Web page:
Archives for posts with tag: limited editions

Tomorrow, the sequel to one of the 3DS’ most celebrated jRPGs hits European shores, as Square Enix’s Bravely Second: End Layer lands on store shelves. Like Bravely Default before it, the sequel is also getting a deluxe collector’s edition, and because I bought that, I also bought this. Because I’m a sucker for limited editions.

So, what’s in the box? Well, it’s a similar deal to the first game, containing a large art book (the main draw for me), a figurine and a mini soundtrack CD alongside the game – there’s no pack of cards this time, however. One of the things that surprised me with the original game’s limited edition was the size of the box, and there’s little change here; while the box is a different shape, it’s still huge. Where am I going to put this thing!?

Bravely Second Deluxe Collector's Edition

Opening the box, we’re greeted with a lovely piece of black and white art of new character Magnolia on the inside lid, as well as a look at the game box, the soundtrack CD, and the miniature figurine of Agnes in a small box, all sitting in a cardboard tray. Lifting out this tray, we find the art book hiding underneath.

Bravely Second open box

Below, you can get a look at the full contents of the box, before we take a closer look at a couple of the items.

Bravely Second full contents

Probably the only complaint levelled at Bravely Default‘s collector’s edition was the quality of the included Agnes statue. While quite large and weighty (I believe it’s made of polystone), the paintjob was pretty messy, and it just didn’t really look like Agnes at all. That’s been fixed for Bravely Second; while the figurine is much smaller and made of plastic, it actually looks like Agnes, and is a much greater representation of both her in-game look and Akihiko Yoshida’s artwork. In the gallery below, you can see a comparison of the two, but here’s a close look at the figure itself.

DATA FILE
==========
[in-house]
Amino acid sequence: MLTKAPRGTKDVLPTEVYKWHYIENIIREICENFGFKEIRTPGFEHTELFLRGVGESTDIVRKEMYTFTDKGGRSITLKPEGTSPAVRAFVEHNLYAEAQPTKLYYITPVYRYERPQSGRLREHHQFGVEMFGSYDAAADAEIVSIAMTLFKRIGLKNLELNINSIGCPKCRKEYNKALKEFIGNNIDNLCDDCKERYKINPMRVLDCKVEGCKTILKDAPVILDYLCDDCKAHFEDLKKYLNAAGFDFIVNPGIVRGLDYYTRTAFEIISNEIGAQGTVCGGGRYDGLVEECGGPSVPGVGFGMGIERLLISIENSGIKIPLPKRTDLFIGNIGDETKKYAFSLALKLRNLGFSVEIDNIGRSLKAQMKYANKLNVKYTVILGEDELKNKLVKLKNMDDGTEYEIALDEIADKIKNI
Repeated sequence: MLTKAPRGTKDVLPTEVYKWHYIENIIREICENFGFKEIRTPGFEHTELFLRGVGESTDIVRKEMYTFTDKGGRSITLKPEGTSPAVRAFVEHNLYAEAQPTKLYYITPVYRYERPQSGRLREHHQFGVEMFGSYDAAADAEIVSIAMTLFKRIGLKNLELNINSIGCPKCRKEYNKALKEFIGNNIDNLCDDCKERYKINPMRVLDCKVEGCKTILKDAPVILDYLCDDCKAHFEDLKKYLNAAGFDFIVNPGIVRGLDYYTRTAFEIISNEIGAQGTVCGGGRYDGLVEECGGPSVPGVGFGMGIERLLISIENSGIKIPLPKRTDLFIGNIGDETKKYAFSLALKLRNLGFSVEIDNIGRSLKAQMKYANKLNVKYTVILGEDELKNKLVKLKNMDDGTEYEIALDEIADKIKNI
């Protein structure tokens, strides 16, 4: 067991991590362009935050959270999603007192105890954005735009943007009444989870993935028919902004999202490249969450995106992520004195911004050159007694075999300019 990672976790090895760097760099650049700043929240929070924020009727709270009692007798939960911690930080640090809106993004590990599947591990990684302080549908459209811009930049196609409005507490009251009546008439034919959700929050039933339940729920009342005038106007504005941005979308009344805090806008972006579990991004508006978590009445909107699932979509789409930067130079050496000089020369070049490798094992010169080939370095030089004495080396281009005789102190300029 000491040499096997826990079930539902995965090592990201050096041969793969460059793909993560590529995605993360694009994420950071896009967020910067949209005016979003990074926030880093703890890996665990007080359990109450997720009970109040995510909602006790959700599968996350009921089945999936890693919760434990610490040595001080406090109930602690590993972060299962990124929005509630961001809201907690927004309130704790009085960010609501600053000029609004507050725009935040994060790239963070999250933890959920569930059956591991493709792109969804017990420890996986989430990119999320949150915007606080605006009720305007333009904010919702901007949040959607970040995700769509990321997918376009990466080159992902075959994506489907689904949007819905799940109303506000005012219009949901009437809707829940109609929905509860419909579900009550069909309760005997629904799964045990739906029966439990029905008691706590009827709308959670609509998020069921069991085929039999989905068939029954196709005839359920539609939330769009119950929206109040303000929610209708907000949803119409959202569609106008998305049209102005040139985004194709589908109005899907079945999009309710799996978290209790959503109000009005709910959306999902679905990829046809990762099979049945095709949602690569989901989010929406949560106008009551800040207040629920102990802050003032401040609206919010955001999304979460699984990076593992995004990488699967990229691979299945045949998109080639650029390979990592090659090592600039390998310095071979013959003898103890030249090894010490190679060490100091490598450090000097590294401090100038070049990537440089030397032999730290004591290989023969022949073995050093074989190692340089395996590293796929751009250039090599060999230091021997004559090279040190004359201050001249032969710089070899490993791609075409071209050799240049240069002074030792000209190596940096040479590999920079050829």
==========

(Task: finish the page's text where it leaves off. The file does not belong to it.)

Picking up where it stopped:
Bravely Second Agnes figurine

Last up, here’s a look at the art book, the headline item as far as I’m concerned. Unfortunately, it’s not hardback like the original game’s book, however, we’re getting a much thicker tome this time, and it’s not just an art book. Here we have a full design works book, collecting production sketches and artwork from right across the game’s development. Included are the original Japanese notations, complete with English translations. I haven’t looked too deep into it for fear of spoilers, but a quick flick through suggests this book will be an absolute must have for fans. Also, upon opening it, we’re treated to that same piece of artwork of Magnolia that I mentioned earlier, only this time in glorious colour. See more, including a couple of comparisons with the original book, in the gallery at the end.

Bravely Second Design Works

Overall, I’m very happy with my purchase. Coming in a little cheaper than the original Deluxe Collector’s Edition, with a couple of definite improvements over some of the included items, it’s a nice treat for fans. Now I just have to find the time to play the game! For now, enjoy the gallery, and the game if you’re getting it this week.

Final Fantasy Type-0 HD limited edition
Nine years after it was unveiled at E3 2006 and four years after it saw a Japanese release, Final Fantasy Type-0 is finally available outside of the Land of the Rising Sun. Fans have been clamouring for the PSP spin-off, originally called Final Fantasy Agito XIII and conceived as part of Square-Enix’s Fabula Nova Crystallis mythos, ever since it became available for Sony’s PSP in Japan, and for a while it seemed as if it might never come. The PSP was pretty much dead in the west by 2011, and with the Vita stumbling out of the gate, it seemed almost a certainty that the handheld title would never escape its homeland.

Thankfully, Square-Enix thought up another plan: release the game on PlayStation 4 and Xbox One as an HD re-release. This may seem a cynical choice, using a much-anticipated handheld title as a means to ensure a decent-sized audience for the real big hitter, Final Fantasy XV – even more so when you consider the free demo of XV that comes with first print copies of Type-0 HD. For my part, I’m just happy we’re getting a game I’ve been thinking about playing for nigh on a decade.

And so, I pre-ordered the limited edition. Because of course I did. The limited edition comes housed in a hard box adorned with gorgeous artwork from series’ veteran Yoshitaka Amano, with a slipcover displaying the game’s logo. So what’s in that box? Well, if you’ve paid any attention to the image at the top of this piece, you’ll have a good idea. There’s a hardbound artbook with tons of colourful art and renders – some of which look a little spoilery, so beware if you’re grabbing a copy this weekend. We also have a 200-page manga, with the first few pages in full colour – again, this looks like it might be a bit spoilery, so it’s going to be set aside until I’ve finished my first run through the game.

Final Fantasy Type-0 HD manga